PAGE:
Saturday, October 13, 2007

Pain in the Wee Hours

The pain is at its worst in the middle of the night. Like tonight. It's almost 4 a.m., and I was eventually so uncomfortable that I needed to simply get out of bed, stop trying to sleep, and distract myself with writing. So here I am.

It is times like these when I realize why so many of my patients take Oxycontin and other morphine derivatives, some occasionally turning to substance abuse. Pain takes over one's life, hijacks the brain, and and impacts every aspect of life: work, play, rest, sleep, sex, relationships, self-image. It pervades one's existence like an unwanted thread that weaves itself insidiously into life's tapestry.

On Tuesday, I will have a special and specific spinal injection which is essentially an experiment to determine if a more permanent approach---a Radiofrequency Ablation---will turn off my back pain, if not permanently, then for a prolonged period. However, if Tuesday's injection fails to provide significant pain relief, the ablation will not be pursued and we will be back to the drawing board with fewer options on the table. I am hopeful but guarded, aware that previous injections of three different varieties provided little to no relief.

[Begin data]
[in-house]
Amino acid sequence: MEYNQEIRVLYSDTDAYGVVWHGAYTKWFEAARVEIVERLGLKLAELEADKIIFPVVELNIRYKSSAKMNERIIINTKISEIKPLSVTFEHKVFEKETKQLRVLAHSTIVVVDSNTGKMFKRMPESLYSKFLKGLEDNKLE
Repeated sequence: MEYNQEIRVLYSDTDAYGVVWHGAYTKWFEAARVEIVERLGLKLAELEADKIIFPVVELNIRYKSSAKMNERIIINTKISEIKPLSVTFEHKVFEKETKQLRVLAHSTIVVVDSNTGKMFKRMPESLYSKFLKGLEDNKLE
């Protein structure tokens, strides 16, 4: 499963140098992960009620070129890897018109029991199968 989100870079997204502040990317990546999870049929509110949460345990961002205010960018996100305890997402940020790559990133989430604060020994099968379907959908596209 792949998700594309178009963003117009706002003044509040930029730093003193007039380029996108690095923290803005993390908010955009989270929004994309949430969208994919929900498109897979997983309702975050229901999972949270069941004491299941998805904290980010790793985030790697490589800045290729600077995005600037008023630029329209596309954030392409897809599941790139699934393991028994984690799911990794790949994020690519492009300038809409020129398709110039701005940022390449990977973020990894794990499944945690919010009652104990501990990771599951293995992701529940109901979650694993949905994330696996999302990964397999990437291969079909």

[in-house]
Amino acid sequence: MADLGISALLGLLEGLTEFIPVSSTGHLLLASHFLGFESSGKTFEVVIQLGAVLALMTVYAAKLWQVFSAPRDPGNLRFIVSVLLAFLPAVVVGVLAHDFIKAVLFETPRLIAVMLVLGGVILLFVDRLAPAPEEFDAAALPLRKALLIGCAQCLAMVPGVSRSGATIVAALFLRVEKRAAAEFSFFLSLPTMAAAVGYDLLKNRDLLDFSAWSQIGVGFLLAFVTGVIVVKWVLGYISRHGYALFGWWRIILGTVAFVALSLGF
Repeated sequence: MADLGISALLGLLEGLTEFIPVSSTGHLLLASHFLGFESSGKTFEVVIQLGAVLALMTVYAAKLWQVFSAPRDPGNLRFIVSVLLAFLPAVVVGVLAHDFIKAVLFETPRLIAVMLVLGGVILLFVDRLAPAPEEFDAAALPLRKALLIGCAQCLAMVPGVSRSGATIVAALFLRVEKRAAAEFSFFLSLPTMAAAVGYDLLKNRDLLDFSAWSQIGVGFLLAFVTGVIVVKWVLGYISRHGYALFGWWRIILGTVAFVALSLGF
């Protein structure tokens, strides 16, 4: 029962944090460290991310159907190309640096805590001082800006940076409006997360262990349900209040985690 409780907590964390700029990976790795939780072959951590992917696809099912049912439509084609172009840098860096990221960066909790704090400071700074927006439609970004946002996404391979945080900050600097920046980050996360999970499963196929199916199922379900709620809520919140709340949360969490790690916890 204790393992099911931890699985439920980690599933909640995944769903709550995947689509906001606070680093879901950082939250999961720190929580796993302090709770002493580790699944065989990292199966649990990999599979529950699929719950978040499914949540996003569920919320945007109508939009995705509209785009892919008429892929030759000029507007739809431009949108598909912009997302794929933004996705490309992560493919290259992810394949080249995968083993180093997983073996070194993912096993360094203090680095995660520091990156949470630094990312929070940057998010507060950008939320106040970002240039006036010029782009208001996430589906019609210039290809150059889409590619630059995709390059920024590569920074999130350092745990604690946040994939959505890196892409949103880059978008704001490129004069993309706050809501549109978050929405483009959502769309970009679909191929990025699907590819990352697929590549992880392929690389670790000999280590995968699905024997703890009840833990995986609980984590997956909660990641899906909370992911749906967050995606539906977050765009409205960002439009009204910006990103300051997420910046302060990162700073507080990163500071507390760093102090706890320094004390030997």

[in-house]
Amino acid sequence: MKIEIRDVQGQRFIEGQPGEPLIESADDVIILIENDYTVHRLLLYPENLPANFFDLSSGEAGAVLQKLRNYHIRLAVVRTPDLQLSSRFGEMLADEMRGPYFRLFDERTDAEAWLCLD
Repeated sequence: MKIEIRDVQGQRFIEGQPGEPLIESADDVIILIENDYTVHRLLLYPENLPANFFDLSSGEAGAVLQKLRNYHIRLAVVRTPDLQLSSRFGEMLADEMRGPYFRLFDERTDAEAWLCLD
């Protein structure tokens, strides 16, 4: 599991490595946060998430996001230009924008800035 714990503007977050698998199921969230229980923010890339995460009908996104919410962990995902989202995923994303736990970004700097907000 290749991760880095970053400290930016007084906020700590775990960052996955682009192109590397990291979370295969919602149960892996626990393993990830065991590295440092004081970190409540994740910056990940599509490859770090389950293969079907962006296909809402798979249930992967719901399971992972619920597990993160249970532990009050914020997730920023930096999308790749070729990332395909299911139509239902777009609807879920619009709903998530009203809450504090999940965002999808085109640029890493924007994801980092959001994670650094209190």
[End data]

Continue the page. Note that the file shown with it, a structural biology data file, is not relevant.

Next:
Unfortunately for me, my pain syndrome is such that no treatment has yet been found which can significantly reduce my discomfort. Chiropractic, spinal injections, yoga, massage, swimming, weight loss, heat and cold application, Reiki, a TENS unit, neuromuscular therapy---nothing has yet been able to significantly touch the pain and assuage the suffering it causes. Adding insult to injury, I have developed Restless Legs Syndrome over the last few years, a disease with a pathetic name but far-reaching deleterious effects. Late nights can be an exercise in both patience and frustration.

Suffice it to say that chronic pain has invaded my life and impacts every aspect of my days and nights. My compassion for patients with pain is made more keen through personal experience, and I have learned all too well that subjectively describing pain and attempting to quantify and qualify it objectively can be a monumental task which all too often fails to truly communicate one's true level of suffering. These wee hours of the morning are often the most frustrating, when sleep is all one desires, but the body fails to comply with the overarching fatigue coursing through one's body.

For any of you out there who are up at 4 a.m. and hurting, you are certainly not alone.
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